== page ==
The development of the graphic user-interface is widely considered a major phenomenological contribution to the Human-Computer Interaction (HCI) by providing an intuitive framework for data storage and processing, encapsulated in the term "user friendly". Whilst for a very large number of everyday computational tasks this Windows-Icons-Menu-Pointer (WIMP) interface has been highly successful, the field of high performance computing (HPC) continues to use the command line interface.
The HPC community has always considered the training of new and existing HPC practitioners to be of high importance to its growth. The significance of training will increase even further in the era of Exascale when HPC encompasses even more scientic disciplines. This diversification of HPC practitioners challenges the traditional training approaches, which are not able to satisfy the specific needs of users, often coming from non-traditionally HPC disciplines and only interested in learning a particular set of skills.
The PDF file format can be efficiently manipulated in Linux and other free software that may not be easy in proprietary operating systems or applications.
MrTrix is "a set of tools to perform various types of diffusion MRI analyses, from various forms of tractography through to next-generation group-level analyses". It is mostly designed with post-processing visualisation in mind, but for intensive computational tasks it can make use of high-performance computing systems. It is not designed with messing-passing in mind, but it can be useful for job arrays.
A number of organisations use a customer service metric known as "Net Promoter", first suggested in the Harvard Business Review. Indeed, it is so common that apparently two-thirds of Fortune 500 companies are using the metric. It simply asks a single question: "How likely is it that you would recommend [company X] to a friend or colleague?".
It happens rarely enough, but on occasion (such as an upgrade to a database system (e.g., MySQL, MariaDB) or system version of a web-scripting language (e.g., PHP), you can end up with one's Drupal site failing to load, displaying only the error message similar to:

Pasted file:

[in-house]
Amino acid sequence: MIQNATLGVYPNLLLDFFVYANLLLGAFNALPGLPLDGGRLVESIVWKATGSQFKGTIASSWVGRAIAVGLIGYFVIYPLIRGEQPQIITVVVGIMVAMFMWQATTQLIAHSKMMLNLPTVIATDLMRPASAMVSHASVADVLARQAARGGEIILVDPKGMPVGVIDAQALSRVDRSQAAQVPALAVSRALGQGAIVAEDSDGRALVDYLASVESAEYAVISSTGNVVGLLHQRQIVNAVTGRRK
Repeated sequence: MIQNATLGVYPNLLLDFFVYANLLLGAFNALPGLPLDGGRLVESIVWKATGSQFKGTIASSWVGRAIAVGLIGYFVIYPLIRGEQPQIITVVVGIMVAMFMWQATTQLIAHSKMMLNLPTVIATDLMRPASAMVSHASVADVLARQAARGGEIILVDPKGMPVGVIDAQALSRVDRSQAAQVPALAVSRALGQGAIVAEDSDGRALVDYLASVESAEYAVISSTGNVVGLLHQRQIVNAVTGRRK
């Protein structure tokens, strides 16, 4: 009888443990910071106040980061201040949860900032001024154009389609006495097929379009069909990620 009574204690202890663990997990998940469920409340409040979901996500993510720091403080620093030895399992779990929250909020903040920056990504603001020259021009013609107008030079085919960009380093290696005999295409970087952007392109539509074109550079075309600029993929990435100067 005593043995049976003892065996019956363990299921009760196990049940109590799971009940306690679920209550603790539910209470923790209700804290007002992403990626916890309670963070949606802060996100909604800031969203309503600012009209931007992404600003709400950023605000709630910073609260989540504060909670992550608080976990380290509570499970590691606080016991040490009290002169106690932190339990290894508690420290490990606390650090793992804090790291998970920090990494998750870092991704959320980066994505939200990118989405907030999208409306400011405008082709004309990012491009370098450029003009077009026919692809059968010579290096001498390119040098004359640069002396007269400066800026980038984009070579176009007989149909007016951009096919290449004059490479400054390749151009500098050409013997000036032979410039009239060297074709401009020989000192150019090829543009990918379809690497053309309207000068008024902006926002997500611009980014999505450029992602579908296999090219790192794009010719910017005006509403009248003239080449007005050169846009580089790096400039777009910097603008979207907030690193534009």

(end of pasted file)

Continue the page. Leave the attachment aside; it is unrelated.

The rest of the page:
PDOException: SQLSTATE[HY000]  Access denied for user 'username'@'localhost' to database 'database' in lock_may_be_available() (line 167 of /website/includes/lock.inc).
This year the International Supercomputing Conference and TERATEC were held in close proximity, the former in Frankfurt from June 17-21 and the latter in Paris from June 27-28. Whilst the two conferences differ greatly in scope (one international, one national) and language (one Anglophone, the other Francophone), the dominance of Linux as the operating system of
choice at both was overwhelming.
The following is a short tutorial on using BLAST with Slurm using fasta nucleic acid (fna) FASTA formatted sequence files for Rattus Norvegicus. It assumes that BLAST (Basic Local Alignment Search Tool) is already installed.
First, create a database directory, download the datafile, extract, and load the environment variables for BLAST.
mkdir -r ~/applicationtests/BLAST/dbs
module load BLAST/2.2.26-Linux_x86_64
Having extracted the file, there will be a fna formatted sequence file,
rat.1.rna.fna. An example header line for a sequence:
>NM_175581.3 Rattus norvegicus cathepsin R (Ctsr), mRNA
High Performance Computing systems offer excellent metrics for speed and efficiency when using bare metal hardware, a high speed interconnect, and parallel applications. This however does not represent a significant portion of scientific computational tasks. In contrast cloud computing has provided management and implementation flexibility at a cost of performance. We therefore suggest two approaches to make HPC resources available in a dynamically reconfigurable hybrid HPC/Cloud architecture. Both can can be achieved with few modifications to existing HPC/Cloud environments.
The importance of High Throughput Computing (HTC), whether through high performance or cloud-enabled, is a critical issue for research institutions as data metrics are increasing at a rate greater than the capacity of user systems . As a result nascent evidence suggests higher research output from institutions that provide access to HTC facilities. However the necessary skills to operate HTC systems is lacking from the very research communities that would benefit from them.